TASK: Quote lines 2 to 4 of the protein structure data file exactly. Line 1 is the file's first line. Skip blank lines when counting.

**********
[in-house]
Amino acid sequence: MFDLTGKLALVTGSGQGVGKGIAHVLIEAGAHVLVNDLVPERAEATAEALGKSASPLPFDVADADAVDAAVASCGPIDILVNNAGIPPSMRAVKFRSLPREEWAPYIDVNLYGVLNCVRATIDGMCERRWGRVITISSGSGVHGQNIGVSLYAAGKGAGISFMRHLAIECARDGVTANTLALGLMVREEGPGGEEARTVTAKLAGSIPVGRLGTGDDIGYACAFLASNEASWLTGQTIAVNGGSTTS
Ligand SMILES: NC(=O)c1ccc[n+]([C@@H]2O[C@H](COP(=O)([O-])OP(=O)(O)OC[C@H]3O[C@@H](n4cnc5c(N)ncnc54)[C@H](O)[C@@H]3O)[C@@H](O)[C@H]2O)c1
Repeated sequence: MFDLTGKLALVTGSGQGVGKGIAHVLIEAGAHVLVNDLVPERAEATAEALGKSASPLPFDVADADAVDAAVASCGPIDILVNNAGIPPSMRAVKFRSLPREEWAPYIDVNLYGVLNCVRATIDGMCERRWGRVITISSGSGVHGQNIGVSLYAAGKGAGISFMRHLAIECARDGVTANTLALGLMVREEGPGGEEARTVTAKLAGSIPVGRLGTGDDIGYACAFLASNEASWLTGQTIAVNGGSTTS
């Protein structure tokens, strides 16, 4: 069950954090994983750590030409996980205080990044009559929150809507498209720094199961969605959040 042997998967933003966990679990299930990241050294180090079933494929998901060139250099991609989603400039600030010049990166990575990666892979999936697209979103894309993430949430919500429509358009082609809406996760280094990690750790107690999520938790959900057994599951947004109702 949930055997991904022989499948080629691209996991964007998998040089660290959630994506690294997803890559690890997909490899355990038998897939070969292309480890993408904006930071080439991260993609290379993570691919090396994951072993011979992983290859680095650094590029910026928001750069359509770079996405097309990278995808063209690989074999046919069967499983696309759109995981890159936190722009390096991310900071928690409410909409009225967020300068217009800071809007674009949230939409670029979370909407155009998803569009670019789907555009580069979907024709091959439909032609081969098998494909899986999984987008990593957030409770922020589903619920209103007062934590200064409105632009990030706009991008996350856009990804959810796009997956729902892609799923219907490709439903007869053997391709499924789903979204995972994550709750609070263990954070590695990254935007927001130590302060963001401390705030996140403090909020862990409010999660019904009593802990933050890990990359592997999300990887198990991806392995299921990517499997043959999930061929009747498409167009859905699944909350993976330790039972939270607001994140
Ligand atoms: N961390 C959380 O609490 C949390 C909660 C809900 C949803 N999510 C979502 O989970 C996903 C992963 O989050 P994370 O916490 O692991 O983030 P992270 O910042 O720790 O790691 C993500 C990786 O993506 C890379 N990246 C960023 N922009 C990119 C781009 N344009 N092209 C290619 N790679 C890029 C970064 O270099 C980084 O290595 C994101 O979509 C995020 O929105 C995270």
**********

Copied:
Amino acid sequence: MFDLTGKLALVTGSGQGVGKGIAHVLIEAGAHVLVNDLVPERAEATAEALGKSASPLPFDVADADAVDAAVASCGPIDILVNNAGIPPSMRAVKFRSLPREEWAPYIDVNLYGVLNCVRATIDGMCERRWGRVITISSGSGVHGQNIGVSLYAAGKGAGISFMRHLAIECARDGVTANTLALGLMVREEGPGGEEARTVTAKLAGSIPVGRLGTGDDIGYACAFLASNEASWLTGQTIAVNGGSTTS
Ligand SMILES: NC(=O)c1ccc[n+]([C@@H]2O[C@H](COP(=O)([O-])OP(=O)(O)OC[C@H]3O[C@@H](n4cnc5c(N)ncnc54)[C@H](O)[C@@H]3O)[C@@H](O)[C@H]2O)c1
Repeated sequence: MFDLTGKLALVTGSGQGVGKGIAHVLIEAGAHVLVNDLVPERAEATAEALGKSASPLPFDVADADAVDAAVASCGPIDILVNNAGIPPSMRAVKFRSLPREEWAPYIDVNLYGVLNCVRATIDGMCERRWGRVITISSGSGVHGQNIGVSLYAAGKGAGISFMRHLAIECARDGVTANTLALGLMVREEGPGGEEARTVTAKLAGSIPVGRLGTGDDIGYACAFLASNEASWLTGQTIAVNGGSTTS